Our trip to the Portland Art Museum (PAM) was both interesting and challenging. We spent quite a bit of time learning about American artist Robert Colescott.
Mr. Colescott was born in Oakland, California, in 1925. He studied at Berkeley and then traveled to Portland, Oregon. His work during World War II was abstract, like another artist we enjoy, Richard Diebencorn.
After the war, Mr. Colescott’s art changed and became more representational, using a new, brighter color palette. By the 1970s, he had found a new and controversial way to express his frustration with race relations in America.
He began doing parodies of famous art, replacing the original white subjects with cartoonish, grinning black people, in the style of “happy darkies” of old racist posters. Van Gogh’s “Potato Eaters” got a makeover as “Eat dem Taters”. This was his way, he said, of “interjecting blacks into art history.”
Another jarring image was his painting of a famous scene from “Rebecca of Sunnybrook Farm”, where he swapped the races of Shirley Temple and Bill “Bojangles” Robinson. The ‘white’ Robinson’s exaggerated expression looks bizarre but is an accurate reflection of the photograph, shown alongside the painting.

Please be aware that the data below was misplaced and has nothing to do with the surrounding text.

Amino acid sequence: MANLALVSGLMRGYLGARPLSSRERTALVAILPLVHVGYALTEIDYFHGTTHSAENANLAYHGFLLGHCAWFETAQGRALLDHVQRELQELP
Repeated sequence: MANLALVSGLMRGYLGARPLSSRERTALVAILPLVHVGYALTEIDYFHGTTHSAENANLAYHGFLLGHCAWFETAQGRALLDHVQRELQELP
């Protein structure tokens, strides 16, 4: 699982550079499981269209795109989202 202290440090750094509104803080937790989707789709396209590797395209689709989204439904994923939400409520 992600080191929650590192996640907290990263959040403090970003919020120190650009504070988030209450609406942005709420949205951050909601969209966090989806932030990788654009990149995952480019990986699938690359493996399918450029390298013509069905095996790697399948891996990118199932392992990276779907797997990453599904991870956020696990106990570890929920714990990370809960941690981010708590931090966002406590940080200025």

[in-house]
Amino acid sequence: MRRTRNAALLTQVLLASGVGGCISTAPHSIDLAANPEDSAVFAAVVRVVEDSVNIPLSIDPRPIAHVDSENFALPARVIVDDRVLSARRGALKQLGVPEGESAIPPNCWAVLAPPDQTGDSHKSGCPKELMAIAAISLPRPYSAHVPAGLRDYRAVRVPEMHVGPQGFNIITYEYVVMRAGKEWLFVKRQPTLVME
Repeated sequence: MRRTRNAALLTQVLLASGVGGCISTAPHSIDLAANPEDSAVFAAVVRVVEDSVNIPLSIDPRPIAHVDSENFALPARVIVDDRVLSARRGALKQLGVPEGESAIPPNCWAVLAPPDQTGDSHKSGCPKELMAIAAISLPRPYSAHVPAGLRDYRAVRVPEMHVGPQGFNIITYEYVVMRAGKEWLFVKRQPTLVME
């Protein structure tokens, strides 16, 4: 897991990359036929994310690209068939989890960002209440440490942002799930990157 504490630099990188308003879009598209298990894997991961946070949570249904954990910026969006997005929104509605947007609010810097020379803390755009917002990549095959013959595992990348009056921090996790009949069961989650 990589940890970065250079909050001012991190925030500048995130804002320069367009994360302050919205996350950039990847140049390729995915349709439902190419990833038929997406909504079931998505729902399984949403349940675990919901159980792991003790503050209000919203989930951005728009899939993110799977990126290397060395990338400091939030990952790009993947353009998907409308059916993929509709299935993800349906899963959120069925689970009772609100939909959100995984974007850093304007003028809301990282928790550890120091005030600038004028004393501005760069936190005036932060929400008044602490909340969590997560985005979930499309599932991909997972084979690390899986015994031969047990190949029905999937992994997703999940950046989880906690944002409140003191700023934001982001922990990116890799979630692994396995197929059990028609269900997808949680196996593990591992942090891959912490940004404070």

This brings home how accustomed we all became, from the 1920s onward, to the idea that “black folks“ were happy with whatever they had, always grinning and dancing. This image became a justification of slavery and the segregation of Jim Crow laws, insisting that black people were better off under the ‘protection’ of their white ‘masters’.
This art show was entertaining, and a wonderful way to spend an hour. But more important, in the midst of our trying yet again to come to grips with racism, it was a good shake up for me.
Assumptions that I didn’t even know I had about the Black experience in America, and how white America responded to them, were challenged and are being re-examined. I am grateful for the late Mr. Colescott for his insights.